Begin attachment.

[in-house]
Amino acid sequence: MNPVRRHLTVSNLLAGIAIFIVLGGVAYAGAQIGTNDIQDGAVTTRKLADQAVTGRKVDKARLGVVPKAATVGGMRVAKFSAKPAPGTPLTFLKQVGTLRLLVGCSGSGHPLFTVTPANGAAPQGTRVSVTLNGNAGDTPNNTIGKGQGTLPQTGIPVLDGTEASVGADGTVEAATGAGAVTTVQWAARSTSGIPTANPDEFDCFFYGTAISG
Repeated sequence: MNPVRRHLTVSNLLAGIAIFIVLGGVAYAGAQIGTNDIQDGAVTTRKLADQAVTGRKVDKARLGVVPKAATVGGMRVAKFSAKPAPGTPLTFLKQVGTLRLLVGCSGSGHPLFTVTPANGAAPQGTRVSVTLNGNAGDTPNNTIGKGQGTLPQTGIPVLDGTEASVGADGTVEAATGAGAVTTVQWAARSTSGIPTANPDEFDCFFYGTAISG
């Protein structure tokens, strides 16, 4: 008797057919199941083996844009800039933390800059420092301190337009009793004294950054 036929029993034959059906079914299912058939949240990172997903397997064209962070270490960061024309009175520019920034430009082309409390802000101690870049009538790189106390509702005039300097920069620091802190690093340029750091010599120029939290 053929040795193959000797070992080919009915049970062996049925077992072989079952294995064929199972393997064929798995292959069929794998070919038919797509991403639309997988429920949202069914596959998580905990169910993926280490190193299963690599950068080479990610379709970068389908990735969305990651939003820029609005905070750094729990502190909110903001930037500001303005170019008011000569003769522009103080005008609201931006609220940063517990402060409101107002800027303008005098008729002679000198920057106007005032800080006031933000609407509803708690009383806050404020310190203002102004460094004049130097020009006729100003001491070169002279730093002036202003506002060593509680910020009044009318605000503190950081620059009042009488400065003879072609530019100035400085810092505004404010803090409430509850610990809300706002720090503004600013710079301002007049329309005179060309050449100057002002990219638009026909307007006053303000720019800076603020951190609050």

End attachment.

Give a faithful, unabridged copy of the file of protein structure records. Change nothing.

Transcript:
[in-house]
Amino acid sequence: MNPVRRHLTVSNLLAGIAIFIVLGGVAYAGAQIGTNDIQDGAVTTRKLADQAVTGRKVDKARLGVVPKAATVGGMRVAKFSAKPAPGTPLTFLKQVGTLRLLVGCSGSGHPLFTVTPANGAAPQGTRVSVTLNGNAGDTPNNTIGKGQGTLPQTGIPVLDGTEASVGADGTVEAATGAGAVTTVQWAARSTSGIPTANPDEFDCFFYGTAISG
Repeated sequence: MNPVRRHLTVSNLLAGIAIFIVLGGVAYAGAQIGTNDIQDGAVTTRKLADQAVTGRKVDKARLGVVPKAATVGGMRVAKFSAKPAPGTPLTFLKQVGTLRLLVGCSGSGHPLFTVTPANGAAPQGTRVSVTLNGNAGDTPNNTIGKGQGTLPQTGIPVLDGTEASVGADGTVEAATGAGAVTTVQWAARSTSGIPTANPDEFDCFFYGTAISG
């Protein structure tokens, strides 16, 4: 008797057919199941083996844009800039933390800059420092301190337009009793004294950054 036929029993034959059906079914299912058939949240990172997903397997064209962070270490960061024309009175520019920034430009082309409390802000101690870049009538790189106390509702005039300097920069620091802190690093340029750091010599120029939290 053929040795193959000797070992080919009915049970062996049925077992072989079952294995064929199972393997064929798995292959069929794998070919038919797509991403639309997988429920949202069914596959998580905990169910993926280490190193299963690599950068080479990610379709970068389908990735969305990651939003820029609005905070750094729990502190909110903001930037500001303005170019008011000569003769522009103080005008609201931006609220940063517990402060409101107002800027303008005098008729002679000198920057106007005032800080006031933000609407509803708690009383806050404020310190203002102004460094004049130097020009006729100003001491070169002279730093002036202003506002060593509680910020009044009318605000503190950081620059009042009488400065003879072609530019100035400085810092505004404010803090409430509850610990809300706002720090503004600013710079301002007049329309005179060309050449100057002002990219638009026909307007006053303000720019800076603020951190609050």